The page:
#15: Goldilocks was on to Something…

A first for me, I had initially declined a date with It’s Just Lunch potential match Chidau for one reason and one reason only: he was 25. Although he graduated from an Ivy League school and was “very mature for his age,” I just wasn’t feeling it. But upon prodding and the feeling that my true ageist (and apparently flaming) colors were  showing, I agreed to meet the kid.

I wore fitted jeans and a slightly-less-fitted Theory top, anticipating he would be more dressed down than me regardless. I slapped on big, bouncy earrings and a complementary bangle, and although my desperately-in-need-of-a-trim hair was barely making the cut, I moseyed over to Amore Victoria and arrived before my date. (Maybe another first? Score.)

Chidau was smiley with endearlingly crinkled eyes and a combustible demeanor. We held the same job title at our respective companies, but didn’t share the same responsibilities so we ambled around a variety of work-related subjects until I realized I was most definitely approaching the conversation as if he was the child and I the parent. A surefire sign of a romantic connection. I doled out career advice in a sanguine, (hopefully) helpful, yep-been-there-done-that fashion and he reminded me about life with roommates, college loans and internships. Well-intentioned, but exceedingly not relationship worthy.

Side note: Having now dated boys in their mid-twenties to guys in their very-late thirties, I believe there is a morphing of years that occurs in age differences between men and women. A dude younger than me will seem disproportionately more so than another dude with the same age difference but older. To rectify this, take the difference in years between you and him. If he’s younger, multiply by two. If he’s older, divide by two. Now you have a better representation of your standing.

Although our conversation at Amore was interesting yet uneven, Chidau delicately pressed his business card into my hand as we saddled up to my car, but I haven’t followed up.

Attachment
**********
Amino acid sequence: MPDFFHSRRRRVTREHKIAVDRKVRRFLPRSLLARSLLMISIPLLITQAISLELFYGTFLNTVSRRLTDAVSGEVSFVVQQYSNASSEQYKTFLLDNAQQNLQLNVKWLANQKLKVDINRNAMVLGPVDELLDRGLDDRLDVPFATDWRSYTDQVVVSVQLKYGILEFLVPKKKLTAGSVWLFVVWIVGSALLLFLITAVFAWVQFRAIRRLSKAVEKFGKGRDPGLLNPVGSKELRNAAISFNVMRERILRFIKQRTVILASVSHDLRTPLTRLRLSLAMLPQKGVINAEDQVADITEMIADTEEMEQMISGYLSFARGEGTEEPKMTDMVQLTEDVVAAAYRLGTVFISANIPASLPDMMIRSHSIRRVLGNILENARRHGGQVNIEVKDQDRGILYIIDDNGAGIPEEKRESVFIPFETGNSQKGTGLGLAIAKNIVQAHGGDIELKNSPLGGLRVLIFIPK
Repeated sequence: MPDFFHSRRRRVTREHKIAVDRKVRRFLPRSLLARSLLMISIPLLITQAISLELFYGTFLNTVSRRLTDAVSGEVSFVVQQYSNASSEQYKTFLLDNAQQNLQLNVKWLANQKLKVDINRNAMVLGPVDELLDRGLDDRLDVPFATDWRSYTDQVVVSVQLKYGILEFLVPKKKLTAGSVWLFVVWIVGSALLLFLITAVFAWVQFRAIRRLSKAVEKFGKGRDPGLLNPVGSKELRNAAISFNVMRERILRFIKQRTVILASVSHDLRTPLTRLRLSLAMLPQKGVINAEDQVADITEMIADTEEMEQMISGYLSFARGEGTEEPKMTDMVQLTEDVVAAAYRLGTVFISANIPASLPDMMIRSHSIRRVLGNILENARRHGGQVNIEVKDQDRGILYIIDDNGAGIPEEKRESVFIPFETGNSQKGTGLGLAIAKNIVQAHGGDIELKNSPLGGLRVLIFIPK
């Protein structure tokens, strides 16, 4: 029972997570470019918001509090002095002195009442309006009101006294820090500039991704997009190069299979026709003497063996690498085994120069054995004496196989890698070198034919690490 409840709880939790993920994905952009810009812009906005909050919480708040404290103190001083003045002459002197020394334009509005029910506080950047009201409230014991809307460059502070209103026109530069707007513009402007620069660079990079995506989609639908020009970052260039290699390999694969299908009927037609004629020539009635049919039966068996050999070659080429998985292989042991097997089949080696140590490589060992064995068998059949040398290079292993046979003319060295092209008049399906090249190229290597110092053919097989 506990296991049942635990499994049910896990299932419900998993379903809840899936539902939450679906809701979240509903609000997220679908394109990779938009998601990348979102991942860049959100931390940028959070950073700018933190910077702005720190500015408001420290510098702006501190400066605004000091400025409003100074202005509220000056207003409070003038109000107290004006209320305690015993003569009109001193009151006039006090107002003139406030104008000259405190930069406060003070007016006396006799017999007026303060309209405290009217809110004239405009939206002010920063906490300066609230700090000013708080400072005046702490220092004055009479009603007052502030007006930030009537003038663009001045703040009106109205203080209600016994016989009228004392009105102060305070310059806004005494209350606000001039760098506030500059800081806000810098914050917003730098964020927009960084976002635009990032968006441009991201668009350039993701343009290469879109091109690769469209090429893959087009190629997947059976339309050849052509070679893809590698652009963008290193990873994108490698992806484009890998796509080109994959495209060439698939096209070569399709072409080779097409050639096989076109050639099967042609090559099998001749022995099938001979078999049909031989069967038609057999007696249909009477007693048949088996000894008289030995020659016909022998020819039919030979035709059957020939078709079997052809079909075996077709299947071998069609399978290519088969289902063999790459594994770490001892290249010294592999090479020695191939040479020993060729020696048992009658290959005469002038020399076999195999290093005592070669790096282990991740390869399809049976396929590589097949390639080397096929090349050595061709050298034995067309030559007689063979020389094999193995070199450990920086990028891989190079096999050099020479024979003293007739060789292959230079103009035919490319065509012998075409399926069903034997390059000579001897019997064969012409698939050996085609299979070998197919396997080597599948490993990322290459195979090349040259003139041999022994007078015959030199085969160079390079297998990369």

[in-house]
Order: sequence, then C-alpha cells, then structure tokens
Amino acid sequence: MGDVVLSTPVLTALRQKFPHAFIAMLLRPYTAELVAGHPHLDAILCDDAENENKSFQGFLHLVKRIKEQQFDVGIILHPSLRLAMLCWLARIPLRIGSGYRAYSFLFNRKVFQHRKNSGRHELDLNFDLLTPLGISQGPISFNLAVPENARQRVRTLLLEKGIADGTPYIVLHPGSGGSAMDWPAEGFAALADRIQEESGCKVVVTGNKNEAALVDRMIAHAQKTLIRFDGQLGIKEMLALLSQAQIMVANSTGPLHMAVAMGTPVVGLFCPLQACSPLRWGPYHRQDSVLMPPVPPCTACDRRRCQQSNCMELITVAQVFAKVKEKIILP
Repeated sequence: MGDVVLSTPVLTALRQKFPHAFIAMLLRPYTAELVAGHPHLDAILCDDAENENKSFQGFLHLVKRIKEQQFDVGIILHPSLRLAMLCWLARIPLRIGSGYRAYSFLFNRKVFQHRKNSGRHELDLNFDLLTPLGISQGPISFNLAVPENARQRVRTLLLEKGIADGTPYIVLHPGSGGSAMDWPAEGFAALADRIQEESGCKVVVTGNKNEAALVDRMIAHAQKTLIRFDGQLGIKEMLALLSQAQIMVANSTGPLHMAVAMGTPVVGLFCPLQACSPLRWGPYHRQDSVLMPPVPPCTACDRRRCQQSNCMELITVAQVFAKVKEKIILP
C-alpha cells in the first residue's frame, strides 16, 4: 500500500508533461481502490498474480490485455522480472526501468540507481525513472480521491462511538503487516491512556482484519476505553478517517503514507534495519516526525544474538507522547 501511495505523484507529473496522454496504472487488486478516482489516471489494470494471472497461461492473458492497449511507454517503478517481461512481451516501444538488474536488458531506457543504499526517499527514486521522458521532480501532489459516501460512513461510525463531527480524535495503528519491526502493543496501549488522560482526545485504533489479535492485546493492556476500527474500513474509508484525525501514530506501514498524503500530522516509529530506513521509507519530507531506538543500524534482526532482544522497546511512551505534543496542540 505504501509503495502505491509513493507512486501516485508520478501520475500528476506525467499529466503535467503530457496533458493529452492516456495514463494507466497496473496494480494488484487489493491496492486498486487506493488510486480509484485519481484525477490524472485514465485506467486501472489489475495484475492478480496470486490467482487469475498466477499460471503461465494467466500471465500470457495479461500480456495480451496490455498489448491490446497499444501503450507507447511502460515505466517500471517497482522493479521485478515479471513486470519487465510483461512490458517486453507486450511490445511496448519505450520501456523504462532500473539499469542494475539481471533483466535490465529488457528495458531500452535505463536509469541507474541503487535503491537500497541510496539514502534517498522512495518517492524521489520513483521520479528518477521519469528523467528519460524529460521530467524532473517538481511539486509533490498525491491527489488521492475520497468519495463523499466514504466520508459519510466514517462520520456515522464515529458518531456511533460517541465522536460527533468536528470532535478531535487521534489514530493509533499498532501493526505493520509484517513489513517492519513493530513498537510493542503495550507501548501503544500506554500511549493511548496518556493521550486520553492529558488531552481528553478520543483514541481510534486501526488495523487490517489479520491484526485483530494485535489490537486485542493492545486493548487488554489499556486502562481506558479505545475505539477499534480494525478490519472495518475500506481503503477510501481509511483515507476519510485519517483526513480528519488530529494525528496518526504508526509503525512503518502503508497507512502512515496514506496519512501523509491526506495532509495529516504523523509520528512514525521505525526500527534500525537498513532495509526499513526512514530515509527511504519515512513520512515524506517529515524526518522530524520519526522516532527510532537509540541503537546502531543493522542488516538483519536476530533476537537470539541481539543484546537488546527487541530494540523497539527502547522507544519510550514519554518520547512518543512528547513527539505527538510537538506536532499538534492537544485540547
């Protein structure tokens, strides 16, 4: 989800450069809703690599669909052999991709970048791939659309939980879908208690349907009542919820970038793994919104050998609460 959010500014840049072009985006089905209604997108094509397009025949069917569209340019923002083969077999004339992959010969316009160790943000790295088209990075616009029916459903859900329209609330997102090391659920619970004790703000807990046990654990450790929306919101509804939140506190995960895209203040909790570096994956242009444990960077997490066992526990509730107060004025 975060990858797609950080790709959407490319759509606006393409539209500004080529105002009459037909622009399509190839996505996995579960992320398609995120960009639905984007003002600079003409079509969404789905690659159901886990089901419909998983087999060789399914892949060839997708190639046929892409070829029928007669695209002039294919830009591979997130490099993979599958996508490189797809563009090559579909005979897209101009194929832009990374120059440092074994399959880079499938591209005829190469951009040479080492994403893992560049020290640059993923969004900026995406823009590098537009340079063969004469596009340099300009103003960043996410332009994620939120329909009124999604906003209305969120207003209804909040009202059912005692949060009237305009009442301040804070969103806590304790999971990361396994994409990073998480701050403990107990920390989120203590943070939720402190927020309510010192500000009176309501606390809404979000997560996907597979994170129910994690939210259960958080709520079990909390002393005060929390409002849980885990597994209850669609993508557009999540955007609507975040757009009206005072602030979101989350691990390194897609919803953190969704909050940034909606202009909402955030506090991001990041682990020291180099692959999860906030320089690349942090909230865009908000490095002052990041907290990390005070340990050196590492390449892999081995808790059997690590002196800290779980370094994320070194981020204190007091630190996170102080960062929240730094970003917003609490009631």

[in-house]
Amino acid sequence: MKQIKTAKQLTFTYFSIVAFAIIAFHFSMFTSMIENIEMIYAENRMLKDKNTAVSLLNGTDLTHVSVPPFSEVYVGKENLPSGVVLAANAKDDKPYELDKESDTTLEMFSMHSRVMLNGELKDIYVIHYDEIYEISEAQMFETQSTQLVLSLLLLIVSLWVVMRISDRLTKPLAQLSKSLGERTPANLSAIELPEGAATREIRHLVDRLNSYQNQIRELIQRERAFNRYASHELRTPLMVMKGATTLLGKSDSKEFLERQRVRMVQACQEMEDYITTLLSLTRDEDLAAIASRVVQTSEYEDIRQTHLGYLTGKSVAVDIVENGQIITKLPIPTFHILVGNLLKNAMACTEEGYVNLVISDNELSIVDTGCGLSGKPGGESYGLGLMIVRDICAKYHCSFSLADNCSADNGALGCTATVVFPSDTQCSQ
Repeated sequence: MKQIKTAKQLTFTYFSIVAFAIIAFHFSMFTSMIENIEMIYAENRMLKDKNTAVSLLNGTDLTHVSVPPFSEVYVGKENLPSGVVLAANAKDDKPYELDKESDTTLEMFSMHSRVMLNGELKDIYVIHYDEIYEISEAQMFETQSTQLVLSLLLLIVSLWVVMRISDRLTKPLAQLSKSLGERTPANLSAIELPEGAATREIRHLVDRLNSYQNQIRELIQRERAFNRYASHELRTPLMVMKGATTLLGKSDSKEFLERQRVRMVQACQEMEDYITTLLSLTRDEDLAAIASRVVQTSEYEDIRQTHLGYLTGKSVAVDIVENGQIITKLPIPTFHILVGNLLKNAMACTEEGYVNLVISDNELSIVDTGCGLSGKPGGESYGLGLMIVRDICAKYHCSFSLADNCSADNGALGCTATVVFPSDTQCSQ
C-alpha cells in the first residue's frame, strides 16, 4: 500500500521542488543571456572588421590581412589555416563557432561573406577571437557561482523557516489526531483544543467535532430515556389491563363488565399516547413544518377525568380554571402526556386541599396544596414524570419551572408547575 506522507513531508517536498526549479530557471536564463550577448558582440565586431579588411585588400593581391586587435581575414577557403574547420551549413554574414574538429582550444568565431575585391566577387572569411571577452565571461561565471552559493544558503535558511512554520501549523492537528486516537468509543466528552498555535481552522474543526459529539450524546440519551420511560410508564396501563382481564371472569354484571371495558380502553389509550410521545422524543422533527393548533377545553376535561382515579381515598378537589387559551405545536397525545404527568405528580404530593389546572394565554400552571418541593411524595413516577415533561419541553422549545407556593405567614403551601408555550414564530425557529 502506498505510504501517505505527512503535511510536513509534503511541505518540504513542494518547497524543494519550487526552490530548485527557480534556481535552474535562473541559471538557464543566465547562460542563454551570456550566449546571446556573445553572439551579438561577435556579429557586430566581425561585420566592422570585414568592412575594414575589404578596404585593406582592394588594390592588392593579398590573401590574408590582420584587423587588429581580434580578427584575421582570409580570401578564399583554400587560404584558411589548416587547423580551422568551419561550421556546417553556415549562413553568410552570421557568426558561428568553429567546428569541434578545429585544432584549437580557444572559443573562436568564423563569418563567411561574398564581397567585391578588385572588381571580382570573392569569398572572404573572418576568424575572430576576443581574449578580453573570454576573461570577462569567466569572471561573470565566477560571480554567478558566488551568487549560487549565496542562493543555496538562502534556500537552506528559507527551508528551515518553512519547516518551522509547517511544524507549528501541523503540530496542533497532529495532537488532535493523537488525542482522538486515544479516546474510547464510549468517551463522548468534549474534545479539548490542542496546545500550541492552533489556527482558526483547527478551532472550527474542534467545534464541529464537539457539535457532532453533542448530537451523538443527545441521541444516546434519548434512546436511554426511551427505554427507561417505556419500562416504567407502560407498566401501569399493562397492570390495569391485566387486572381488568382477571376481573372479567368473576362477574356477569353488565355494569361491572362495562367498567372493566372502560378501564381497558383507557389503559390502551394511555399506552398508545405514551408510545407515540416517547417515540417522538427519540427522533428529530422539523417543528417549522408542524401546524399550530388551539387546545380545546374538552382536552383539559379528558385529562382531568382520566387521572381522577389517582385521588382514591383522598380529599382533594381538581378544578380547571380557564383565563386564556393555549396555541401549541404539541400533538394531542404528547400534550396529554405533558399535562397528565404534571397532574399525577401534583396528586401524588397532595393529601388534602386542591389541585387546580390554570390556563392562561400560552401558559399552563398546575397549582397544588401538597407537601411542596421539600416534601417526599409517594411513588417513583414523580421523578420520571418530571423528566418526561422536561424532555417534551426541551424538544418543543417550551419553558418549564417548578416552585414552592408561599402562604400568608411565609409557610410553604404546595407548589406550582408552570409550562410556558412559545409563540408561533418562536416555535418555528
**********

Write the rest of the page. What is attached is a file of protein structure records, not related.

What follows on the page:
Thereupon, I would like to suggest a Goldilocks theory that seems to be testing well — there’s too old (>34), there’s too young (<28) and then there’s juuuuust riiiight. As luck were to have it, my idealized Mr. Right(eous) fits snugly between these two limits — mature, yet adventurous, spontaneous and youthful; experienced and grounded.

A friend recently asked me what was the No. #1 characteristic I looked for in a guy. My immediate answer was “He’s smart… he’s just… smart.” If I were given the chance — and I’m clearly giving myself a soap box here — I would extrapolate that to “he’s smart, therefore he’s likely to be educated, funny, interesting, worldly and freaking smart.”

Geologically speaking, I wonder how many levels of defining characteristics I would need to dig through until I reached the “optional/not essential” plane. Let’s see… The Must-Be’s:

  1. Smart
  2. Funny
  3. Handsome* ** *** (to me)
  4. Generous (to all)
  5. Patient (to me all of the time, others as needed)
  6. Loving (to all, but most pointedly to me)
  7. Kind-hearted, cultured, passionate, fun, adventurous, spiritual, willing, lovable, endearing, entertaining, independent, unique, rugged, engaged, dependable, driven, grounded, interested, interesting, athletic, hobbyrrific, so so sweet, disciplined, open, loving, affectionate, animal-loving

*Tall, dark and handsome, to be specific. See: Robert Downey, Jr.

**A TD&H man doesn’t always guarantee attraction, however. See: Nathan Fillion — although my grandma thinks he’s “hot” (her words).

***I will also accept a Patrick-Jane-esque man, of The Mentalist variety.

Seven and I’m in heaven! I think Goldilocks would be quite enamored with this fellow. Yes?

###

Age difference, schmage difference. Underneath it all, we essentially want the same things:


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Eleventy Twelve

I should have known the date was ill-fated when I woefully ran out of Moroccan Oil in the preparatory stages. But, geesh, let’s not be overly dramatic.

I met Brent at Spill the Wine last Saturday, which turned out to be a bubbly, brilliant and beautiful day in bright-eyed Minneapolis. Brent was from Moooooooooooooooooose Lake (correct pronunciation; incorrect spelling) and an auditor by day, seemingly boring man by night.

I had just barely made it to the date itself. The parking lot of the restaurant was closed off for a wedding and I found my cashless self digging in the dusty depths of my car for a quarter or two to stave off a parking ticket while I dined. I then proceeded to teeter up to the main door in my overly-pointed heels, praying I wouldn’t biff it in front of the vacillating dudes valeting the wedding shin-dig with nary an interest in helping a poor girl out.

Brent and I spent the majority of our date discussing, no joke, Sarbanes Oxley. SOX is essentially legislation that came to fruition after the scandalous likes of Enron corporate greed and whatnot, and represents the current driving force in financial reporting, so you can only imagine the entertainment level achieved at our dining table.

As much as I enjoy meeting men in a similar field to me, I, by no means, have any interest in dating a number-crunching auditing fellow. I already lovingly satisfy my deep affection for numbers all on my own, thanks — I want someone to challenge my horizons and respectfully push my boundaries. Maybe he is an entrepreneur, artist, teacher, traveler… just not another anal, crazy, type A++, order-craving individual such as myself. Because that would be simply combustible. No offense to me or anything.